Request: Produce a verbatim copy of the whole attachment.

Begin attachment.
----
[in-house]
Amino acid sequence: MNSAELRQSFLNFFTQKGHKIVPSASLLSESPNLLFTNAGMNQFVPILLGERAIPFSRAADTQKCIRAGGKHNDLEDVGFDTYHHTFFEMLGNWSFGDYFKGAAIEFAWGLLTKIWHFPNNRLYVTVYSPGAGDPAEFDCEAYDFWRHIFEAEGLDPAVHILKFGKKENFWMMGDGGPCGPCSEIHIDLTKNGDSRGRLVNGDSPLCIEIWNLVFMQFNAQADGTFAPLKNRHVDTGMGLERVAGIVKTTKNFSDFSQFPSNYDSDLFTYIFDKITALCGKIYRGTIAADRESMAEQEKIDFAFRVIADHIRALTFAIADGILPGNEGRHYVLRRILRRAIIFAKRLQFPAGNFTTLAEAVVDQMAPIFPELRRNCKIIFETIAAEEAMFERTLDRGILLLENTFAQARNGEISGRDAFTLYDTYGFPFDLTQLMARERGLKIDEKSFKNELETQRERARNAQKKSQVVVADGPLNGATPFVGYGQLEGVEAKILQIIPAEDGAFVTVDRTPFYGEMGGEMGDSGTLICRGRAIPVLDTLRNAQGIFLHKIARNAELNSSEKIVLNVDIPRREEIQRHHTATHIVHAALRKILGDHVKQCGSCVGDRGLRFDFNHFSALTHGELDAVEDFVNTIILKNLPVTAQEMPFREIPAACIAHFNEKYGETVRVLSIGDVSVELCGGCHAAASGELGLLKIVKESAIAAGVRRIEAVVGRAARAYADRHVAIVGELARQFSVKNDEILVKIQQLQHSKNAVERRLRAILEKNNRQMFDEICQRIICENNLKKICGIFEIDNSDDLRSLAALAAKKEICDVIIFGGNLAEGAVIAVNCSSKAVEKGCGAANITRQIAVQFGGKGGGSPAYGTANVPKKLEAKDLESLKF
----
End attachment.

[in-house]
Amino acid sequence: MNSAELRQSFLNFFTQKGHKIVPSASLLSESPNLLFTNAGMNQFVPILLGERAIPFSRAADTQKCIRAGGKHNDLEDVGFDTYHHTFFEMLGNWSFGDYFKGAAIEFAWGLLTKIWHFPNNRLYVTVYSPGAGDPAEFDCEAYDFWRHIFEAEGLDPAVHILKFGKKENFWMMGDGGPCGPCSEIHIDLTKNGDSRGRLVNGDSPLCIEIWNLVFMQFNAQADGTFAPLKNRHVDTGMGLERVAGIVKTTKNFSDFSQFPSNYDSDLFTYIFDKITALCGKIYRGTIAADRESMAEQEKIDFAFRVIADHIRALTFAIADGILPGNEGRHYVLRRILRRAIIFAKRLQFPAGNFTTLAEAVVDQMAPIFPELRRNCKIIFETIAAEEAMFERTLDRGILLLENTFAQARNGEISGRDAFTLYDTYGFPFDLTQLMARERGLKIDEKSFKNELETQRERARNAQKKSQVVVADGPLNGATPFVGYGQLEGVEAKILQIIPAEDGAFVTVDRTPFYGEMGGEMGDSGTLICRGRAIPVLDTLRNAQGIFLHKIARNAELNSSEKIVLNVDIPRREEIQRHHTATHIVHAALRKILGDHVKQCGSCVGDRGLRFDFNHFSALTHGELDAVEDFVNTIILKNLPVTAQEMPFREIPAACIAHFNEKYGETVRVLSIGDVSVELCGGCHAAASGELGLLKIVKESAIAAGVRRIEAVVGRAARAYADRHVAIVGELARQFSVKNDEILVKIQQLQHSKNAVERRLRAILEKNNRQMFDEICQRIICENNLKKICGIFEIDNSDDLRSLAALAAKKEICDVIIFGGNLAEGAVIAVNCSSKAVEKGCGAANITRQIAVQFGGKGGGSPAYGTANVPKKLEAKDLESLKF